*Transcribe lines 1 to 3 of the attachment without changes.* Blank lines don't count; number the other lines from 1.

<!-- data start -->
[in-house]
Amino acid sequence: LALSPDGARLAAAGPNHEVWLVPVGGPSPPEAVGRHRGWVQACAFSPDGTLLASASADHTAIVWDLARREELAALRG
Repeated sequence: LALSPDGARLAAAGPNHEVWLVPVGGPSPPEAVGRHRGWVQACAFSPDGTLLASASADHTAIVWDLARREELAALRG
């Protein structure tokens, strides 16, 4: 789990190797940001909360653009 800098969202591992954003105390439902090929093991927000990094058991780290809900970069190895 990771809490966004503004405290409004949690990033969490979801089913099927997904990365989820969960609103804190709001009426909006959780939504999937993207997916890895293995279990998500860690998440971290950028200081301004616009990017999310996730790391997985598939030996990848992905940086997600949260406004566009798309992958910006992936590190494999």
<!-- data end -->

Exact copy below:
[in-house]
Amino acid sequence: LALSPDGARLAAAGPNHEVWLVPVGGPSPPEAVGRHRGWVQACAFSPDGTLLASASADHTAIVWDLARREELAALRG
Repeated sequence: LALSPDGARLAAAGPNHEVWLVPVGGPSPPEAVGRHRGWVQACAFSPDGTLLASASADHTAIVWDLARREELAALRG